Abstract:Small unmanned vehicle systems (UVS; aka drones) are gaining in popularity among wildlife biologists and managers all over the world for conducting population surveys, tracking radio-tagged animals, sensing and observing animals in sequestered or dangerous places, mapping and monitoring wild habitats, and deterring poachers. This naturally includes avian species such as raptorial birds. To date, we employed a rotary UVS to record the nest contents of five raptorial bird species nesting in Saskatchewan and Montana, and monitored their respective behavioral responses. We have experimented with using a fixed-wing UVS to count the abundance of nesting water birds, to map breeding habitat of threatened birds, to detect heat signatures from small birds and their nests, to radio track birds wearing either VHF transmitters or nano-tags for MOTUS tower operations, and to disperse nuisance birds from agricultural crops. Compared to using manned light airplanes or helicopters, flying drones can be cheaper, greener, less obtrusive, and much safer (the number one source of mortality for wildlife biologists is dying in a plane or helicopter crash!). However, UVS technology is still in its infancy. Limitations exist in the form of regulations, costs, and in the technology itself, e.g. weather constraints, terrain, piloting skills, etc. This presentation summarizes the above research and discusses how this emerging technology can be used for raptor research and management.
|3:30 pm||Afternoon Break||Southfield|
|3:45 pm||Distance Education and Raptors Trunks|
Abstract: Financial, transportation, geographic, and time constraints can prevent schools and other groups from taking field trips. Distance education allows students to learn about raptors without attending the Sanctuary. Interactive learning is facilitated via a videoconferencing platform and supports incorporating technology in the classroom (STEM). Student engagement is assured via the use of a raptor trunk filled with learning materials used during the program and sent prior to the program. Trunks are geared for Elementary, Middle, or High School levels.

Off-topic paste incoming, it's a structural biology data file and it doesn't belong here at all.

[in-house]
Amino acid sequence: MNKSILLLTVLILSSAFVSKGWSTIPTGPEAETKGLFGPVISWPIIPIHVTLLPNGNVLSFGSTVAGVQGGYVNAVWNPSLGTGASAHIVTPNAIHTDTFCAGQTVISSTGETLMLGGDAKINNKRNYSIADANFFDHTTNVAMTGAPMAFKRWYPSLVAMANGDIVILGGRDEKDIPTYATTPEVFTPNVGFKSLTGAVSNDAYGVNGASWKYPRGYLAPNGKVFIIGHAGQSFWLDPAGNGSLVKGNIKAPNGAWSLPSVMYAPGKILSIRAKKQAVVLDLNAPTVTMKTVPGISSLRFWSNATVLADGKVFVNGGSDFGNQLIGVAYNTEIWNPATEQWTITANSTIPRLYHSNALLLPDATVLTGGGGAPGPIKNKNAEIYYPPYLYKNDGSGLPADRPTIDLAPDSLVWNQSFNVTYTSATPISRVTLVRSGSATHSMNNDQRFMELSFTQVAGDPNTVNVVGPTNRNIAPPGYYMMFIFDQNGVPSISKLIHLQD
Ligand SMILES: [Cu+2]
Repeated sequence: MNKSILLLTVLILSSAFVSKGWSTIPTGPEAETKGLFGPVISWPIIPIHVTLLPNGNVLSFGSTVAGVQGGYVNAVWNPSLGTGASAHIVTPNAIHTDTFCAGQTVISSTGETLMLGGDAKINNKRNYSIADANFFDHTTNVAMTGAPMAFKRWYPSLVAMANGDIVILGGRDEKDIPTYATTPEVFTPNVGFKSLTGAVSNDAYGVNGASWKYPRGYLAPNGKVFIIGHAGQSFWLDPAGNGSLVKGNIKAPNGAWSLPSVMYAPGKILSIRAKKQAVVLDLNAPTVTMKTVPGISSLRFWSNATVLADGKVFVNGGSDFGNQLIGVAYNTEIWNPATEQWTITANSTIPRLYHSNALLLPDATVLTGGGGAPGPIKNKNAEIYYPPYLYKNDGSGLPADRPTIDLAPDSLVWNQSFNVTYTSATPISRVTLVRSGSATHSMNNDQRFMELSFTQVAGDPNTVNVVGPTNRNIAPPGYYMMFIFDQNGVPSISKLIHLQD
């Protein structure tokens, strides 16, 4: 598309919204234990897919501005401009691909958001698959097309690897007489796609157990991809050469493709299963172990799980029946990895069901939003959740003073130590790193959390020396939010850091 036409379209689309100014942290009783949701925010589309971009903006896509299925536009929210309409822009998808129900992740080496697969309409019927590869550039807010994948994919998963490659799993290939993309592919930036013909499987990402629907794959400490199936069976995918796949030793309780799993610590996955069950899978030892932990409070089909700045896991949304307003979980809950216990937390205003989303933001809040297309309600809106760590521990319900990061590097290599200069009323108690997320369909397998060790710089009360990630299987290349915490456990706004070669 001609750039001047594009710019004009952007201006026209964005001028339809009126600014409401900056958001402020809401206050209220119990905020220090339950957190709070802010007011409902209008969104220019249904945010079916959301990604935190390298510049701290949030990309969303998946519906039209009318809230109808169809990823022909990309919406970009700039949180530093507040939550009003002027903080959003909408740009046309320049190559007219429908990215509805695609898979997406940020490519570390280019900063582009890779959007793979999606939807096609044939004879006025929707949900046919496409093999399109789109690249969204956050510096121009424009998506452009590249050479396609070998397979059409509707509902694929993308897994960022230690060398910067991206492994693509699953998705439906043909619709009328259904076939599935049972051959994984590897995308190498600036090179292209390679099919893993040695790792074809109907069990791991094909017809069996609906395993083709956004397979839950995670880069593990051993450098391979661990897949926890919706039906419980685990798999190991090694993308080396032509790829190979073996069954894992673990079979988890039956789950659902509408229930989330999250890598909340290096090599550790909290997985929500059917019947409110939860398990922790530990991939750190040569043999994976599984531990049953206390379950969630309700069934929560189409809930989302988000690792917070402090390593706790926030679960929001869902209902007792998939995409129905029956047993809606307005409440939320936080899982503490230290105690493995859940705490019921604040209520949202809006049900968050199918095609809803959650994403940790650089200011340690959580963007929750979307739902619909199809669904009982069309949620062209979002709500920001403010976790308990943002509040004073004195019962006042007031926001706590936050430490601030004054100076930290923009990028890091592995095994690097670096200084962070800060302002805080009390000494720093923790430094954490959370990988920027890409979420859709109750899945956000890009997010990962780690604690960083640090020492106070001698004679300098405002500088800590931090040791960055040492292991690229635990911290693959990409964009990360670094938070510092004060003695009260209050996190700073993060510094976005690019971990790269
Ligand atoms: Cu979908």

|Erin Brown||Dearborn II|
|4:15 pm||Citizen Science in the Classroom: The Confluence of Authentic Science and Technology|
Abstract: The Next Generation Science Standards (the educational standards for the United States) implores educators to engage students in the practices of scientists and engineers. At the same time, citizen science is becoming a more important mechanism for collecting scientific data unfeasible for professional scientists. This confluence of mutual need creates a vacuum in our current educational system that hawkwatching aptly fills. Hourly raptor migration numbers, collected by skilled hawkwatching practitioners is harbored on a public website. This citizen science data provides opportunities for educators to explore, explain, and evaluate current trends in raptor populations. This talk will present the rudiments of lessons and techniques that can be utilized in secondary school science, mathematics, and technology courses.
|Brian M. Wargo||Dearborn II|
|4:45 pm||HMANA Board and Membership Meeting||Ballroom|
|6:45 pm||Reception||Featuring: Kate Davis||Ballroom|
Saturday, October 13, 2018
|7:30 am - 4:30 pm||Exhibition Area Open||LIvonia|
|7:30 am - 3:00pm||Registration||Main Hall|
|7:30 am - 8:30pm||Silent Auction||Ballroom|
|7:30am - 8:30 am||Breakfast Buffet||Ballroom|